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Old 14th July 2009, 02:50 PM   #1
kizm0 is offline kizm0  United States
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Post Winding Inductor using 17 GA Steel?

Can I wind an inductor using regular 17GA Steel?

Basically people weld with this stuff.
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Old 14th July 2009, 03:08 PM   #2
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Not unless it has a coating on it to isolate each turn from the others. Just stick with enamel coated copper, it's cheap enough.

-David
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Old 14th July 2009, 08:21 PM   #3
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Which makes me ask, can you use ordinary house wire, the solid 2.5mm>2 stuff with PVC insulation to wind inductors? or is the thin insulating varnish needed to get the wires close together to make the coil work more efficiently??

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Old 14th July 2009, 08:53 PM   #4
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It could even be stranded wire, but yes, it will work.
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Old 14th July 2009, 08:57 PM   #5
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Then would the standard calculations be any good for determining sizes?? as the PVC is so thick would you still use the same size core?

I'll have to go and get some house wire now and give it a try and then measure, I'm guessing they will be about the size of a housebrick though ( for decent values anyway )
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Old 14th July 2009, 10:55 PM   #6
infinia is offline infinia  United States
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Default Re: Winding Inductor using 17 GA Steel?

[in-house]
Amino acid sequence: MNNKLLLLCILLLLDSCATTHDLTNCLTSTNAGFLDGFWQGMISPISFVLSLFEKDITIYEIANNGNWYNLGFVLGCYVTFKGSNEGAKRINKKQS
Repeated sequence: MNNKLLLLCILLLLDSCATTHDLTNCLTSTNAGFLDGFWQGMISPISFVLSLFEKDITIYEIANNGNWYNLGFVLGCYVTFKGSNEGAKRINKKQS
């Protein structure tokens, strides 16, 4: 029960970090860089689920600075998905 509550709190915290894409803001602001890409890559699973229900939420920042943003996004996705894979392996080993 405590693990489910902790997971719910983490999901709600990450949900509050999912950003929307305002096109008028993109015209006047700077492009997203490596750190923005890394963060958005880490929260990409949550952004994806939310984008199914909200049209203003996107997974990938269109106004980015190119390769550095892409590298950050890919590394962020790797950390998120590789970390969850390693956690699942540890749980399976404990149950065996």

Quote:
Originally posted by kizm0
Can I wind an inductor using regular 17GA Steel?

Basically people weld with this stuff.

As a core material? No
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Old 15th July 2009, 05:54 PM   #7
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I imagine an inductor made out of steel wire would have some very odd & undesirable properties, because the wire itself is ferro-magnetic. There will be no distinction between the winding and the core as far as flux is concerned.
And the magnetic properties of ordinary steel are not likely to be great for audio/linearity.

Thick insulation means a longer length of wire required, hence higher DC resistance, lower Q-factor & greater leakage inductance.
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Old 15th July 2009, 06:46 PM   #8
ChrisA is offline ChrisA  United States
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Default Re: Winding Inductor using 17 GA Steel?

Quote:
Originally posted by kizm0
Can I wind an inductor using regular 17GA Steel?

Basically people weld with this stuff.
Steel wire is common in some areas of electronics but is non-optimal for inductors. For an inductor you need to keep the DC resistance to a minimum. (DC resistance has the effect of lowering "Q") Solid silver core wire would be best but coper gives better bang per buck.

Stiffer wire is used for inductors sometimes in the RF range because these many times use air core and the wire needs to be physically strong enough to maintain it's shape with just air inside. I've seen 1/8" copper tube used for this. When steel wire is used it is almost always copper plated steel. The copper is the conductive path and also helps to eliminate corrosion (rust) and the steel makes the wire mechanically strong while reducing cost. The #1 use of copper plated steel is electric fences to control livestock but it is used any place you have high voltage and low current (where 22ga wire could carry the current) but a long run of wire is needed that needs to be physically stronger than 22ga hookup wire. I'm currently using 100 feet of the stuff as an HF antenna. I think this is used for high voltage power distribution too. I think some low cost passive components liek resistors or cermanic disc caps use steel lead wire now as a cost reduction feature.
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